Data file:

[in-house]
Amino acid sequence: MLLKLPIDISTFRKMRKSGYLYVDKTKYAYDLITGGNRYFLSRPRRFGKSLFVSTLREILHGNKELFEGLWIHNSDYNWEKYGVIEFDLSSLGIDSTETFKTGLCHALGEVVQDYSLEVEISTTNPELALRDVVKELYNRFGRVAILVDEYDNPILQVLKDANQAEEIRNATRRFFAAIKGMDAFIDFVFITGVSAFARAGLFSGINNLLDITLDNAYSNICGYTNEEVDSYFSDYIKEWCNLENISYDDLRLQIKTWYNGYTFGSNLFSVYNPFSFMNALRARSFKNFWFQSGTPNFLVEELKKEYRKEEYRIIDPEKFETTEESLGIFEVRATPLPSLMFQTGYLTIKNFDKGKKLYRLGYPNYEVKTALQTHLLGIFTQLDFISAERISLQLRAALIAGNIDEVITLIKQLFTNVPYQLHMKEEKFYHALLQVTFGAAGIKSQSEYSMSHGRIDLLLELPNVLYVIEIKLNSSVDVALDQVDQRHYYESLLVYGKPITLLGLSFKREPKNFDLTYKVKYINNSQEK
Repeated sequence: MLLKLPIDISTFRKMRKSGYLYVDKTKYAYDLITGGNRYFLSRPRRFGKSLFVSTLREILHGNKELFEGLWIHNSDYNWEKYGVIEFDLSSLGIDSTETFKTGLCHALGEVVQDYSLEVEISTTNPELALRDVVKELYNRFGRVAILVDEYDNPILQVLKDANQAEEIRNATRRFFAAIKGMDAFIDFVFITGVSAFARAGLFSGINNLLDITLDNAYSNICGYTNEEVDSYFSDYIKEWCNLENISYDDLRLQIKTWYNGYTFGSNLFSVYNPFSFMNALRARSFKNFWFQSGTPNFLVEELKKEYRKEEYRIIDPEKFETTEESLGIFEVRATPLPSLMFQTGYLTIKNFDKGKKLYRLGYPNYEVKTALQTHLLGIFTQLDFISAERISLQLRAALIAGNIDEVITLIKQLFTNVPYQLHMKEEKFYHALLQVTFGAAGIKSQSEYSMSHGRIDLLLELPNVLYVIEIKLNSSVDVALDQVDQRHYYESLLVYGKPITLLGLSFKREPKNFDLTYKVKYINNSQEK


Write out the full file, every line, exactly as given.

[in-house]
Amino acid sequence: MLLKLPIDISTFRKMRKSGYLYVDKTKYAYDLITGGNRYFLSRPRRFGKSLFVSTLREILHGNKELFEGLWIHNSDYNWEKYGVIEFDLSSLGIDSTETFKTGLCHALGEVVQDYSLEVEISTTNPELALRDVVKELYNRFGRVAILVDEYDNPILQVLKDANQAEEIRNATRRFFAAIKGMDAFIDFVFITGVSAFARAGLFSGINNLLDITLDNAYSNICGYTNEEVDSYFSDYIKEWCNLENISYDDLRLQIKTWYNGYTFGSNLFSVYNPFSFMNALRARSFKNFWFQSGTPNFLVEELKKEYRKEEYRIIDPEKFETTEESLGIFEVRATPLPSLMFQTGYLTIKNFDKGKKLYRLGYPNYEVKTALQTHLLGIFTQLDFISAERISLQLRAALIAGNIDEVITLIKQLFTNVPYQLHMKEEKFYHALLQVTFGAAGIKSQSEYSMSHGRIDLLLELPNVLYVIEIKLNSSVDVALDQVDQRHYYESLLVYGKPITLLGLSFKREPKNFDLTYKVKYINNSQEK
Repeated sequence: MLLKLPIDISTFRKMRKSGYLYVDKTKYAYDLITGGNRYFLSRPRRFGKSLFVSTLREILHGNKELFEGLWIHNSDYNWEKYGVIEFDLSSLGIDSTETFKTGLCHALGEVVQDYSLEVEISTTNPELALRDVVKELYNRFGRVAILVDEYDNPILQVLKDANQAEEIRNATRRFFAAIKGMDAFIDFVFITGVSAFARAGLFSGINNLLDITLDNAYSNICGYTNEEVDSYFSDYIKEWCNLENISYDDLRLQIKTWYNGYTFGSNLFSVYNPFSFMNALRARSFKNFWFQSGTPNFLVEELKKEYRKEEYRIIDPEKFETTEESLGIFEVRATPLPSLMFQTGYLTIKNFDKGKKLYRLGYPNYEVKTALQTHLLGIFTQLDFISAERISLQLRAALIAGNIDEVITLIKQLFTNVPYQLHMKEEKFYHALLQVTFGAAGIKSQSEYSMSHGRIDLLLELPNVLYVIEIKLNSSVDVALDQVDQRHYYESLLVYGKPITLLGLSFKREPKNFDLTYKVKYINNSQEK